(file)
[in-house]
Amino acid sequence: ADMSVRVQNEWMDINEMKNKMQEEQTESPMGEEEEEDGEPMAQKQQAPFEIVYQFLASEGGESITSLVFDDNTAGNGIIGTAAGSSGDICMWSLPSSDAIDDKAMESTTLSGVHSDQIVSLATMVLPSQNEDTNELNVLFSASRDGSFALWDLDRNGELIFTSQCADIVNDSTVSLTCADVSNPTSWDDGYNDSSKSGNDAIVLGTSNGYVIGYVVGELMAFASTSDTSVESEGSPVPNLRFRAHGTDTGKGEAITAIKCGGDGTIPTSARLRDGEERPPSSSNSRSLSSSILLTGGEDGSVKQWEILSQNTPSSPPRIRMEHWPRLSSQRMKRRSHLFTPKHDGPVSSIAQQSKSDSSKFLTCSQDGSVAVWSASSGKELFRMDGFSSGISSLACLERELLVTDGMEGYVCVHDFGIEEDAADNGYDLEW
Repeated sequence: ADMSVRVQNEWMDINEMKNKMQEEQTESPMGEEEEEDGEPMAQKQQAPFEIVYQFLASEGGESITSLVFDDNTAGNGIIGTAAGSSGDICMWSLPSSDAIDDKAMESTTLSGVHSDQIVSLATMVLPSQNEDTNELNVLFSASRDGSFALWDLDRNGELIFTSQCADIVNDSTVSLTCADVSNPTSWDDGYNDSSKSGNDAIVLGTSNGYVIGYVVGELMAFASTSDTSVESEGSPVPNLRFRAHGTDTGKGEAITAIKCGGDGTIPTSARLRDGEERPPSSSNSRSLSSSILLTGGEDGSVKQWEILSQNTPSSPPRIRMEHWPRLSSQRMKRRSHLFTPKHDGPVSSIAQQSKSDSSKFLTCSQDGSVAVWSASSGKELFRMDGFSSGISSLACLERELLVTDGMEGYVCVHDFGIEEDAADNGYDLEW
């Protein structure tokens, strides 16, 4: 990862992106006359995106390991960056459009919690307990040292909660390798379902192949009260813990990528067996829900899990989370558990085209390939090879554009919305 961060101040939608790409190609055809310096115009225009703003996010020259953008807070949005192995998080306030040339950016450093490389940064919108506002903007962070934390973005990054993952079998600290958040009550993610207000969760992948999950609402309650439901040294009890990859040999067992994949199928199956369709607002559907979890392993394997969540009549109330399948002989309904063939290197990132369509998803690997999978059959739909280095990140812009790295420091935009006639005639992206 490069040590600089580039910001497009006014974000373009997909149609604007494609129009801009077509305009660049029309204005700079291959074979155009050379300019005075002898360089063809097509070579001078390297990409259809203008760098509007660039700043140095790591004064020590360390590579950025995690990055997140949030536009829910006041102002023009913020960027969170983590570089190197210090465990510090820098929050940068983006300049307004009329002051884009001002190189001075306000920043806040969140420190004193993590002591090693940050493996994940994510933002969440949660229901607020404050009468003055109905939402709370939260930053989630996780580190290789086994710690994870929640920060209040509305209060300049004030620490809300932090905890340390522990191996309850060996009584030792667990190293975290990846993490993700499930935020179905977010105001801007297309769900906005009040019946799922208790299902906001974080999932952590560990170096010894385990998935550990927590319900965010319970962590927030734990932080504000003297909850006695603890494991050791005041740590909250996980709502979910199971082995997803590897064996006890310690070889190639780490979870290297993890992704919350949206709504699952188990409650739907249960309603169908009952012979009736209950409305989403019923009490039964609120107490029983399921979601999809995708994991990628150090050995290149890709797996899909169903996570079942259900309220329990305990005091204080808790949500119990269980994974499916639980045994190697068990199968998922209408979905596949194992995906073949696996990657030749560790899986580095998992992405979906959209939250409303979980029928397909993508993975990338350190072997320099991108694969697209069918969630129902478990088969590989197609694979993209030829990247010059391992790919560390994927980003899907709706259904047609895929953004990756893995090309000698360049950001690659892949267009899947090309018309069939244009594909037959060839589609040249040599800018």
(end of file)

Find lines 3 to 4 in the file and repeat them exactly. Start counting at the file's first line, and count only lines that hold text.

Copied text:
Repeated sequence: ADMSVRVQNEWMDINEMKNKMQEEQTESPMGEEEEEDGEPMAQKQQAPFEIVYQFLASEGGESITSLVFDDNTAGNGIIGTAAGSSGDICMWSLPSSDAIDDKAMESTTLSGVHSDQIVSLATMVLPSQNEDTNELNVLFSASRDGSFALWDLDRNGELIFTSQCADIVNDSTVSLTCADVSNPTSWDDGYNDSSKSGNDAIVLGTSNGYVIGYVVGELMAFASTSDTSVESEGSPVPNLRFRAHGTDTGKGEAITAIKCGGDGTIPTSARLRDGEERPPSSSNSRSLSSSILLTGGEDGSVKQWEILSQNTPSSPPRIRMEHWPRLSSQRMKRRSHLFTPKHDGPVSSIAQQSKSDSSKFLTCSQDGSVAVWSASSGKELFRMDGFSSGISSLACLERELLVTDGMEGYVCVHDFGIEEDAADNGYDLEW
């Protein structure tokens, strides 16, 4: 990862992106006359995106390991960056459009919690307990040292909660390798379902192949009260813990990528067996829900899990989370558990085209390939090879554009919305 961060101040939608790409190609055809310096115009225009703003996010020259953008807070949005192995998080306030040339950016450093490389940064919108506002903007962070934390973005990054993952079998600290958040009550993610207000969760992948999950609402309650439901040294009890990859040999067992994949199928199956369709607002559907979890392993394997969540009549109330399948002989309904063939290197990132369509998803690997999978059959739909280095990140812009790295420091935009006639005639992206 490069040590600089580039910001497009006014974000373009997909149609604007494609129009801009077509305009660049029309204005700079291959074979155009050379300019005075002898360089063809097509070579001078390297990409259809203008760098509007660039700043140095790591004064020590360390590579950025995690990055997140949030536009829910006041102002023009913020960027969170983590570089190197210090465990510090820098929050940068983006300049307004009329002051884009001002190189001075306000920043806040969140420190004193993590002591090693940050493996994940994510933002969440949660229901607020404050009468003055109905939402709370939260930053989630996780580190290789086994710690994870929640920060209040509305209060300049004030620490809300932090905890340390522990191996309850060996009584030792667990190293975290990846993490993700499930935020179905977010105001801007297309769900906005009040019946799922208790299902906001974080999932952590560990170096010894385990998935550990927590319900965010319970962590927030734990932080504000003297909850006695603890494991050791005041740590909250996980709502979910199971082995997803590897064996006890310690070889190639780490979870290297993890992704919350949206709504699952188990409650739907249960309603169908009952012979009736209950409305989403019923009490039964609120107490029983399921979601999809995708994991990628150090050995290149890709797996899909169903996570079942259900309220329990305990005091204080808790949500119990269980994974499916639980045994190697068990199968998922209408979905596949194992995906073949696996990657030749560790899986580095998992992405979906959209939250409303979980029928397909993508993975990338350190072997320099991108694969697209069918969630129902478990088969590989197609694979993209030829990247010059391992790919560390994927980003899907709706259904047609895929953004990756893995090309000698360049950001690659892949267009899947090309018309069939244009594909037959060839589609040249040599800018």